- The MetLife study, Still Out, Still Aging, reports that nearly 50% of our community expects to be working at least to age 70 because we can’t afford to retire.
We are workers and families who have very little to set aside for our future. Social Security will be the most important economic safety net for our community when we are no longer able to work.
While we are still unable to access those benefits to the same level as our heterosexual counterparts, the impact on same-sex couples is enormous. In opposite-sex married couples, the lower-wage earner can receive a “spousal benefit” that reflects the benefits her/his spouse has earned over a lifetime. The lack of spousal benefits can cost an LGBT retired worker thousands of dollars a year in lost benefits. Even though opposite-sex and same-sex couples are equally reliant on social security in their retirement years, lesbian couples receive an average of 31.5% less in Social Security, and same-sex couples receive 17.8% less — the difference between survival and severe poverty.
So imagine my surprised joy when I heard these very issues raised at this week’s NASI forum. And they were raised by one of the heavy hitters in the Social Security movement — Nancy Altman. In addition to authoring the book The Battle for Social Security: From FDR’s Vision to Bush’s Gamble, Nancy is the board chair of the Pension Rights Center; board member of the National Committee to Preserve Social Security and Medicare; co-founder of the National Association of Social Insurance; and co-director of Social Security Works. Nancy knows the ins and outs of Social Security and its value to the American people. And here she was, talking bluntly about the inequity of the Social Security system as it impacts same-sex couples.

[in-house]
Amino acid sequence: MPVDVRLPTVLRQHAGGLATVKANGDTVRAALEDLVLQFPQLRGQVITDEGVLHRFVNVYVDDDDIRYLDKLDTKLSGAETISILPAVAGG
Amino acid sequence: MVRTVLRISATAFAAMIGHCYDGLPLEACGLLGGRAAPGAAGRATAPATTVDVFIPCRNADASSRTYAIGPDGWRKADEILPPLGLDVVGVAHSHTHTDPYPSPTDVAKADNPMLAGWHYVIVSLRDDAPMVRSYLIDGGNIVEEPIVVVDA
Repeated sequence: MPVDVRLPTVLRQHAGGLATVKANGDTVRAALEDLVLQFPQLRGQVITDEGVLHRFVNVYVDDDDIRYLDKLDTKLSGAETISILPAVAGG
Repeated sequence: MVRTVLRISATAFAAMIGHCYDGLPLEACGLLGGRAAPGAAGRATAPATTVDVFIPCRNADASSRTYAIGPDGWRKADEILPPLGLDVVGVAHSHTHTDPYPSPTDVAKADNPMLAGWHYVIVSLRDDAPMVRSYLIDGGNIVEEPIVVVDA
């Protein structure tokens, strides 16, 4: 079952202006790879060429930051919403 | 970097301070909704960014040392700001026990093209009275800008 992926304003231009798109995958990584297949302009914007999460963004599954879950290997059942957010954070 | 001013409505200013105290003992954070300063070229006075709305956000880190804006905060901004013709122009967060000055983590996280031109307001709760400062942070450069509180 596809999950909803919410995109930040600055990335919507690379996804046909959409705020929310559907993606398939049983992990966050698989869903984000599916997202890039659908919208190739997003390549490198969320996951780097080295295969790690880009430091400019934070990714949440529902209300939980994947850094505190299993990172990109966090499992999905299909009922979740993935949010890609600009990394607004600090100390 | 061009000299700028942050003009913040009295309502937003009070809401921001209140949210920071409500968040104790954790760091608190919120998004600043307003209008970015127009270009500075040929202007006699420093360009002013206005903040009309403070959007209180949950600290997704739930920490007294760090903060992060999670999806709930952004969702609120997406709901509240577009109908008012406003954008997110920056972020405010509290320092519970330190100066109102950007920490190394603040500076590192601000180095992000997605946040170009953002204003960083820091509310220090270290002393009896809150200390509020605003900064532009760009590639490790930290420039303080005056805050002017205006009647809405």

Nancy called for Social Security benefits for same-sex couples. She called for the repeal of DOMA and called for basic fairness in Social Security for same-sex couples. This is history, folks. This is the first non-LGBT national leader calling for fairness in Social Security and the recognition of our relationships. Several members of Congress are now considering ways to make this happen.
As President Obama’s commission gets prepared to discuss ways to deal with the deficit and fiscal restraint, now is the time for us to build on this momentum. Now is the time to contact your congressional members and senators and insist that they not try to balance the budget on the backs of Social Security future recipients. Now is the time to protect the most successful anti-poverty insurance program for seniors, the disabled and children. Do not buy into the lies and scare tactics coming out of the commission. Feel free to contact me with any questions you might have at firstname.lastname@example.org. The Task Force has been the leader in the LGBT movement for more than 10 years in our efforts to protect Social Security from threats of privatization.
You matter. We matter. Social Security matters.